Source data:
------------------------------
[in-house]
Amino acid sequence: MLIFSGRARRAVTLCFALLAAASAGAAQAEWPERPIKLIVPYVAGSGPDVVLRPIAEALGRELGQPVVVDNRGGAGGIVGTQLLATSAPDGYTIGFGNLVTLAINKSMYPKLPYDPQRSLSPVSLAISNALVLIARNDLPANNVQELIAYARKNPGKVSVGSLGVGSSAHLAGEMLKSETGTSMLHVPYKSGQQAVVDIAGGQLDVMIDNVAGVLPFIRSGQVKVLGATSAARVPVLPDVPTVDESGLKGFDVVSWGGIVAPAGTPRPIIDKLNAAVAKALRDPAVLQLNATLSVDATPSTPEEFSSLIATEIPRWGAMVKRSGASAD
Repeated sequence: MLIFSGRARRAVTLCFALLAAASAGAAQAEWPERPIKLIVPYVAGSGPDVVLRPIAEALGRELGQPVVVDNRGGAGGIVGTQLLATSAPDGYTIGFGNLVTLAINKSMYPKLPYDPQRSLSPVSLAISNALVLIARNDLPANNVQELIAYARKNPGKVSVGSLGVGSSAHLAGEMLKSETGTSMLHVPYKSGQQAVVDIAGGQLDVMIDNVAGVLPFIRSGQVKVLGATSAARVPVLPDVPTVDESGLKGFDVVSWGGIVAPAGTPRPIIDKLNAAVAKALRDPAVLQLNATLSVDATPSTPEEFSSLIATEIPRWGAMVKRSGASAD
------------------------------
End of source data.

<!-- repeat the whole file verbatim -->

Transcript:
[in-house]
Amino acid sequence: MLIFSGRARRAVTLCFALLAAASAGAAQAEWPERPIKLIVPYVAGSGPDVVLRPIAEALGRELGQPVVVDNRGGAGGIVGTQLLATSAPDGYTIGFGNLVTLAINKSMYPKLPYDPQRSLSPVSLAISNALVLIARNDLPANNVQELIAYARKNPGKVSVGSLGVGSSAHLAGEMLKSETGTSMLHVPYKSGQQAVVDIAGGQLDVMIDNVAGVLPFIRSGQVKVLGATSAARVPVLPDVPTVDESGLKGFDVVSWGGIVAPAGTPRPIIDKLNAAVAKALRDPAVLQLNATLSVDATPSTPEEFSSLIATEIPRWGAMVKRSGASAD
Repeated sequence: MLIFSGRARRAVTLCFALLAAASAGAAQAEWPERPIKLIVPYVAGSGPDVVLRPIAEALGRELGQPVVVDNRGGAGGIVGTQLLATSAPDGYTIGFGNLVTLAINKSMYPKLPYDPQRSLSPVSLAISNALVLIARNDLPANNVQELIAYARKNPGKVSVGSLGVGSSAHLAGEMLKSETGTSMLHVPYKSGQQAVVDIAGGQLDVMIDNVAGVLPFIRSGQVKVLGATSAARVPVLPDVPTVDESGLKGFDVVSWGGIVAPAGTPRPIIDKLNAAVAKALRDPAVLQLNATLSVDATPSTPEEFSSLIATEIPRWGAMVKRSGASAD